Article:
Fear of Falling Edit
This is the story from Vertigo Preview #1. This is a very short story, concerning a theatrical author/director who is afraid of the consequences of his new play, be they success or failure. Drawn by Kent Williams.
Three Septembers and a January Edit
A playful story concerning the (mostly true) history of Joshua Abraham Norton, first, last and only Emperor of the United States of America. Despair challenges Dream to keep him in his realm for the remainder of his life. While Dream is uninterested, Despair harkens to the memory of their brother's departure which Despair states was caused by Dream's lack of caring. Neatly dovetailed with his story is an explanation for his strange career centering on a challenge between Morpheus and Desire.
An altogether darker story set in the heat of the French Revolution, featuring the character of Lady Johanna Constantine (who first appeared in "Men of Good Fortune") and introducing, briefly, Orpheus. The villains of the story are Robespierre and Saint-Just. Thomas Paine also appears. Penciled by Stan Woch and inked by Dick Giordano. Stan Lee.
The Hunt Edit
A fairy tale of the East European tradition concerning a young man of 'The People' (werewolves) who comes to possess a portrait of a beautiful princess. It makes reference to The Death of Koschei the Deathless and the witch Baba Yaga. Penciled by Duncan Eagleson and inked by Vince Locke.
Another story concerning a month. An extremely bleak tale about the Roman Emperor Augustus Caesar set in 7 AD. Disguised as a beggar, he talks of his life to the dwarf who instructs him in this disguise. We learn that as a young man, he was raped by his great-uncle, Julius Caesar; and we learn that Augustus chose the future of the world from two sets of prophecies, one in which the Roman Empire grew to cover the whole world and lasted millennia, and one in which it died out after a few hundred years. He spends one day a year disguised as a beggar because Morpheus told him, in a dream, that if he does so the gods cannot spy on his plans. It is implied that, during his days in disguise as a beggar, Augustus plotted for the Roman Empire to fall after his death out of his hatred for Julius Caesar. Penciled by Bryan Talbot and inked by Stan Woch.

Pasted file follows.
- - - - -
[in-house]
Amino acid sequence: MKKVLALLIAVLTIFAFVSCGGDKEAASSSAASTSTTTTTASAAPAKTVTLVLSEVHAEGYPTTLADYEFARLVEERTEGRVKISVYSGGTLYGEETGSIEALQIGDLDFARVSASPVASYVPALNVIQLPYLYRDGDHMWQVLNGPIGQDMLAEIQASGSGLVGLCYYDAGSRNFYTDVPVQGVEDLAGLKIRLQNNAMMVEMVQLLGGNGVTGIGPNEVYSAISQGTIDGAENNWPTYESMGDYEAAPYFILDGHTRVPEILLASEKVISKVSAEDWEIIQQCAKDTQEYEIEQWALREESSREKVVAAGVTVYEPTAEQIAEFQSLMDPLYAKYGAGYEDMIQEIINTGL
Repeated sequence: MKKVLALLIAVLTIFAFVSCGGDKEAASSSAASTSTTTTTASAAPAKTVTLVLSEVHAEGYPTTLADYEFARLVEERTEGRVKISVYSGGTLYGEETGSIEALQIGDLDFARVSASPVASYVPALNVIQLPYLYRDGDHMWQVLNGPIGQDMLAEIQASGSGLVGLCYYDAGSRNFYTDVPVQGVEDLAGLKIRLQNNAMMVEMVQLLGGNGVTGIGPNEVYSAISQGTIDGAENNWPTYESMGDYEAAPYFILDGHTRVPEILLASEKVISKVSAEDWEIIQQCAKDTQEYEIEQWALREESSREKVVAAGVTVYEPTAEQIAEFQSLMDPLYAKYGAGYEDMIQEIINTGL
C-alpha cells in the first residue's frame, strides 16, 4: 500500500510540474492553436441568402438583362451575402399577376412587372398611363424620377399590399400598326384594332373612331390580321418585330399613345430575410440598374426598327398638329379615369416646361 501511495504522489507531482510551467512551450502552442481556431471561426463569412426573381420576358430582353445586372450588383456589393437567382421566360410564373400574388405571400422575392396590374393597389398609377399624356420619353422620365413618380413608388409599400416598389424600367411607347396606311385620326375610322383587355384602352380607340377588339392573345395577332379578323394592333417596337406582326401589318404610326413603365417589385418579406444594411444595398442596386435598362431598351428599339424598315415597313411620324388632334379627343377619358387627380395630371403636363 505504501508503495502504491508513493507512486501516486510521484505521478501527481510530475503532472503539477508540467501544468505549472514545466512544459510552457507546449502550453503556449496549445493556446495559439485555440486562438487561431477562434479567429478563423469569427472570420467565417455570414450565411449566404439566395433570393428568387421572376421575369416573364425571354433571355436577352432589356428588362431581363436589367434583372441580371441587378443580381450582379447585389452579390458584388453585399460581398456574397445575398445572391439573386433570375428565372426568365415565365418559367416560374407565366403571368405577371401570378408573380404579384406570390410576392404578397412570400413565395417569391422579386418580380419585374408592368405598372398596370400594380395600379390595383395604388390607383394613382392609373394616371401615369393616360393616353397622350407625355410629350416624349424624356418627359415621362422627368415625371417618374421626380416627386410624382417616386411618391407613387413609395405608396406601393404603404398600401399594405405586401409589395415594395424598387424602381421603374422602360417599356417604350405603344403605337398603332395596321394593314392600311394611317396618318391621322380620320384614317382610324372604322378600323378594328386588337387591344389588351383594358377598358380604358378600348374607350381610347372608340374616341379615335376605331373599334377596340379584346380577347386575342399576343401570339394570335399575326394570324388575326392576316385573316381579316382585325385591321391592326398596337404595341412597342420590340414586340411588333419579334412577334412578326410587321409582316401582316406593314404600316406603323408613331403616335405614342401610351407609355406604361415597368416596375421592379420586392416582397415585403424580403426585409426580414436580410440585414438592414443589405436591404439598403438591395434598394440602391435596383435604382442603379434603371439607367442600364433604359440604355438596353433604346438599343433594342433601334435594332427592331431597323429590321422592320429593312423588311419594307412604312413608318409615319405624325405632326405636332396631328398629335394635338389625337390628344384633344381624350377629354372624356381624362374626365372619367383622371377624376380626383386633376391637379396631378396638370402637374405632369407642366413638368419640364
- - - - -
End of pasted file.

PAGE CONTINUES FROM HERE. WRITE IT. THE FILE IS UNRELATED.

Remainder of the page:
Soft Places Edit
A story of Marco Polo lost in the desert, at a location where the boundary between reality and the Dreaming is malleable. There he encounters Rustichello of Pisa, Fiddler's Green, and Morpheus himself, after the latter escapes his captivity in "Preludes and Nocturnes". In their conversation, Fiddler's Green explains the location (the story's eponym), and scolds Marco and other explorers for reduction of their number. Ultimately, Morpheus returns Marco to his expedition. The story is something of a piece with "Exiles", a story from the tenth collection, The Wake. Drawn by John Watkiss.
The Song of Orpheus Edit
This is the central story of the collection, which narrates the Greek myth of Orpheus; but to the main story, Gaiman adds an interpretation based on his own characters, wherein Morpheus and Calliope are the parents of Orpheus, and his uncle Destruction and aunt Death instruct him to reach the underworld, after the death of his wife Eurydice. Here, Orpheus' head is kept alive indefinitely after his dismemberment by the Maenads, and Morpheus' refusal to assist Eurydice's return, estranges him from Calliope (as remarked in Brief Lives). Penciled by Bryan Talbot and inked by Mark Buckingham.
The Parliament of Rooks Edit
This story follows Daniel Hall - the child of Hippolyta Hall, first mentioned in Volume Two, The Doll's House, and introduced in Volume Four, Season of Mists - as an independent character. Here, Cain, Abel, Eve, Matthew, and Daniel hold a storytelling session, in which are described the three wives of Adam (a story appearing in the Alphabet of Sirach); how Cain and Abel came to reside in the Dreaming; and the natural phenomenon, the 'parliament of rooks'. Upon conclusion, Daniel returns to his mother. In a series of panels illustrated by Jill Thompson, the second internal story introduces the so-called "'Lil Endless" characters: renditions of Morpheus and Death as children, which became very popular with fans of the series. Penciled by Jill Thompson and inked by Vince Locke.
At the beginning of this story, the Caliph Harun al-Rashid rules over the brilliant city of Baghdad, but is troubled by the impermanence of its perfection, and offers Baghdad to Morpheus, if Morpheus will preserve it for ever. After the deal is completed, Harun awakes in a far more dreary version of Baghdad, with no memory of its previous fantastical nature. The story ends with an abrupt shift to war-torn modern-day Baghdad, where an old man tells this tale to a young child in exchange for money and cigarettes. The implication is made that the legendary Baghdad is preserved in legend, and therefore immortal.